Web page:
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Moment of Inertia lab equation

  1. May 2, 2012 #1
    I'm working on a lab where I have to go into some detail about moment of inertia. I understand the concept and everything but am a little confused by the equation that I found on wikipedia.
    I've seen only two equations for this: momentum=torque divided by angular acceleration and
    one specifically for a disk: I=.5MR2

    On wikipedia I they have the equation: T=ml2[itex]\omega[/itex]2
    Wikipedia makes sense to me because I understand that as radius decreases momentum decreases at constant angular velocity. Neutron stars for instance maintain similar inertia at reduced radius but much higher angular velocity.

    Are all 3 ways true?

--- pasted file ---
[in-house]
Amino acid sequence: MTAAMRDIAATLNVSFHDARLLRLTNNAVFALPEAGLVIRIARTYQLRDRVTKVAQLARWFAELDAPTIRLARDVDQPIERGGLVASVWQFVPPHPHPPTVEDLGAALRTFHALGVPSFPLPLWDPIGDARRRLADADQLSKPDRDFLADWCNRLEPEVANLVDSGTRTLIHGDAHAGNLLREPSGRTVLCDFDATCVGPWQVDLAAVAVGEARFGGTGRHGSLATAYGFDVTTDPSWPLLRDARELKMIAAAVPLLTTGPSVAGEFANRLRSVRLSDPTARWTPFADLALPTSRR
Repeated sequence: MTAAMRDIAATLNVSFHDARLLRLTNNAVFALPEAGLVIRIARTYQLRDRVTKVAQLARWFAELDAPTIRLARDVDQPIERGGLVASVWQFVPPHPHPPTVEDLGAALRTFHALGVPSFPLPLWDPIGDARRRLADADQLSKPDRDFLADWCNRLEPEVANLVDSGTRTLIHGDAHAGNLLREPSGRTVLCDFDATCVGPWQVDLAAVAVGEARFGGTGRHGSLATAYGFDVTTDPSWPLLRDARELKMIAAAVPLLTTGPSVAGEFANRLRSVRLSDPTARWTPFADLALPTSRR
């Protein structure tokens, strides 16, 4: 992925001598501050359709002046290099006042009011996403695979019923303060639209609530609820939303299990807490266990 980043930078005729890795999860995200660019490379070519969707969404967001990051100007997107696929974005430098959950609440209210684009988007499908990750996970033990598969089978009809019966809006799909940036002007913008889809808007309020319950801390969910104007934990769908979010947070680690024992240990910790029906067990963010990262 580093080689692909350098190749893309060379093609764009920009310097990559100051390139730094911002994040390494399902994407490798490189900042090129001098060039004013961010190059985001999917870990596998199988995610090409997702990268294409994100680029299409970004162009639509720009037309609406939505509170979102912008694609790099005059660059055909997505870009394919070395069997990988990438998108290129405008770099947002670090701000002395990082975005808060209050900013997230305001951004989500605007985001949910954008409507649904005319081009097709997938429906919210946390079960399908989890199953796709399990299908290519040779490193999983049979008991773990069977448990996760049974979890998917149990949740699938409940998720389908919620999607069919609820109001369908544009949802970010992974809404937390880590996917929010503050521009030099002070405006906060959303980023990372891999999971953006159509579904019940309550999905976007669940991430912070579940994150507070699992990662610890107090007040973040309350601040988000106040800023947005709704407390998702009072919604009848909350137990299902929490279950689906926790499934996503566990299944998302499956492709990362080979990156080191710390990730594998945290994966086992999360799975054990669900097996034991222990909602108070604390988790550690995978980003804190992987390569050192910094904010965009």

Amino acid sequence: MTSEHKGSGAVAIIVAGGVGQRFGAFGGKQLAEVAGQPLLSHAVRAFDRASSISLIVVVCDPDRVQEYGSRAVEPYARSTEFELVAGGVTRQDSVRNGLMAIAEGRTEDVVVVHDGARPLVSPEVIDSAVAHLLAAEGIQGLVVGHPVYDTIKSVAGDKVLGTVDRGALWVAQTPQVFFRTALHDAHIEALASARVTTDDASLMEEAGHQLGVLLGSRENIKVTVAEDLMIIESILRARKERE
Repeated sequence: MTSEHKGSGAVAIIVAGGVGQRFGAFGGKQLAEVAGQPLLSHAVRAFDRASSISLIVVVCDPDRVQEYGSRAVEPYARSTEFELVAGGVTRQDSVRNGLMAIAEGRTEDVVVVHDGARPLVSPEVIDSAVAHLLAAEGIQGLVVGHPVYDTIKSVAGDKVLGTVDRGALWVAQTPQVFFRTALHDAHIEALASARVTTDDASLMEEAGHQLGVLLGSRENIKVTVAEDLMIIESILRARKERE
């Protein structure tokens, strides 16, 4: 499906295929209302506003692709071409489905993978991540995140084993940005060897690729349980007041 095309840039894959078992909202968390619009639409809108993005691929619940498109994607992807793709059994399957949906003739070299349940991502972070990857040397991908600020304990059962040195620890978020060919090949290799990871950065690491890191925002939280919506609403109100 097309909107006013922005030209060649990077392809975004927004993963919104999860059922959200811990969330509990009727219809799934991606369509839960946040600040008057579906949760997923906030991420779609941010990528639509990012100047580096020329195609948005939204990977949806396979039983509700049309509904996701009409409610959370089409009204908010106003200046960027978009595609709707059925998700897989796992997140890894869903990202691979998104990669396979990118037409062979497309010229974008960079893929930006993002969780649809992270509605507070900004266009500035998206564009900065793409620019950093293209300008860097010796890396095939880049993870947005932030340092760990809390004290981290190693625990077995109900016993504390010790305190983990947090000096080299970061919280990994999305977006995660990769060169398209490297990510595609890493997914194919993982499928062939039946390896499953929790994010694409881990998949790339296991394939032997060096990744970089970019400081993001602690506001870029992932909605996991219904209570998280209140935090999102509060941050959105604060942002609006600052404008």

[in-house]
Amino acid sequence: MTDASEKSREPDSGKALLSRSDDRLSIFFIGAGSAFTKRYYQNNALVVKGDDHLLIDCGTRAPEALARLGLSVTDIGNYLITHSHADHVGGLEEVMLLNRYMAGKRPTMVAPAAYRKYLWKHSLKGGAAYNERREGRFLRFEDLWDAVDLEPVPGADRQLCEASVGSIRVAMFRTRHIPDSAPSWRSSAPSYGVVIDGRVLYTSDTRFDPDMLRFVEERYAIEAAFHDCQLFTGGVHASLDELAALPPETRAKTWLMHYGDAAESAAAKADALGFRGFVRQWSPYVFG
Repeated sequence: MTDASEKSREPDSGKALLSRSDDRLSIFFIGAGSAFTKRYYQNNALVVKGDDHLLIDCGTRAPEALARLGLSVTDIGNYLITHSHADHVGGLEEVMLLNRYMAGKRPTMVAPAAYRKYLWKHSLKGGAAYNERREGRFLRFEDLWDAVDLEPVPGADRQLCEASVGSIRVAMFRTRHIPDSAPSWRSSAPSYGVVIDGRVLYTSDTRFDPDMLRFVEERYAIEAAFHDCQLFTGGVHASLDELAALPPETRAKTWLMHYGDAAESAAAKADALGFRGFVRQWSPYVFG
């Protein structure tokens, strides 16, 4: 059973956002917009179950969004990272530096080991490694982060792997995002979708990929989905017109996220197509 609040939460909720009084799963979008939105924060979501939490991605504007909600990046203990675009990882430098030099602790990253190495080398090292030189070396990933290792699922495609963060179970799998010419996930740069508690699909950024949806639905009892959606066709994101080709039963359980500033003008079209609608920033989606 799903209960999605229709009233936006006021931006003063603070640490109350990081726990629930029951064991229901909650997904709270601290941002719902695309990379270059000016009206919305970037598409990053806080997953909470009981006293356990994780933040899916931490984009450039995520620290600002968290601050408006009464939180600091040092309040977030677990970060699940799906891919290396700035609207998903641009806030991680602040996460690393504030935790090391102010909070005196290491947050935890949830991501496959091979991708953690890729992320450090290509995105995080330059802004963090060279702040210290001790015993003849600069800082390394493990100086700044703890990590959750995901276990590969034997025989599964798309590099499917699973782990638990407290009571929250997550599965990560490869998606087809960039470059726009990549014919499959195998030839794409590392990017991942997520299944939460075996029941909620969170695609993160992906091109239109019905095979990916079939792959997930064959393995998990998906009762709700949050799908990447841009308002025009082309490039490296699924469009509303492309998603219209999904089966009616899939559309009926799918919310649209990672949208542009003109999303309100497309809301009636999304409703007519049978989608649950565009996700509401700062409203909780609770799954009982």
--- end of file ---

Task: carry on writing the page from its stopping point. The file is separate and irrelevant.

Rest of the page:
2. jcsd
  3. May 4, 2012 #2
    I'm assuming you meant that moment of inertia = torque divided by angular acceleration, because what you have there isn't true (just look at the units.)

    I agree with this.

    I'm assuming that you're referring to this page. You'll note that [itex]T[/itex] is in fact the kinetic energy of the object and not the moment of inertia. You may have been confused just because [itex]T[/itex] is similar to the symbol for torque, [itex]\tau[/itex].
     
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